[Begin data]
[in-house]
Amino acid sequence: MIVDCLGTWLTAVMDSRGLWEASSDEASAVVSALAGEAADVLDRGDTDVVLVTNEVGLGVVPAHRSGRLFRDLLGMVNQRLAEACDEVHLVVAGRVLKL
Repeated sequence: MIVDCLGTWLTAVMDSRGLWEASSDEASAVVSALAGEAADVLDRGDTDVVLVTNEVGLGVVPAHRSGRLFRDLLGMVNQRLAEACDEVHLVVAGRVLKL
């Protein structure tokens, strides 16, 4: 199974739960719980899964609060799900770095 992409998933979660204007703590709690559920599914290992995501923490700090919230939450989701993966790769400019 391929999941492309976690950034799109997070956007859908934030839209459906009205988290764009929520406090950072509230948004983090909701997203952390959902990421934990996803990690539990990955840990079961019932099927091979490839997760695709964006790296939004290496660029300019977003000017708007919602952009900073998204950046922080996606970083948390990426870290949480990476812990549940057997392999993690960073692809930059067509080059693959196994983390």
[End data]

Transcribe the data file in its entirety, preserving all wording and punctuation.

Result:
[in-house]
Amino acid sequence: MIVDCLGTWLTAVMDSRGLWEASSDEASAVVSALAGEAADVLDRGDTDVVLVTNEVGLGVVPAHRSGRLFRDLLGMVNQRLAEACDEVHLVVAGRVLKL
Repeated sequence: MIVDCLGTWLTAVMDSRGLWEASSDEASAVVSALAGEAADVLDRGDTDVVLVTNEVGLGVVPAHRSGRLFRDLLGMVNQRLAEACDEVHLVVAGRVLKL
């Protein structure tokens, strides 16, 4: 199974739960719980899964609060799900770095 992409998933979660204007703590709690559920599914290992995501923490700090919230939450989701993966790769400019 391929999941492309976690950034799109997070956007859908934030839209459906009205988290764009929520406090950072509230948004983090909701997203952390959902990421934990996803990690539990990955840990079961019932099927091979490839997760695709964006790296939004290496660029300019977003000017708007919602952009900073998204950046922080996606970083948390990426870290949480990476812990549940057997392999993690960073692809930059067509080059693959196994983390």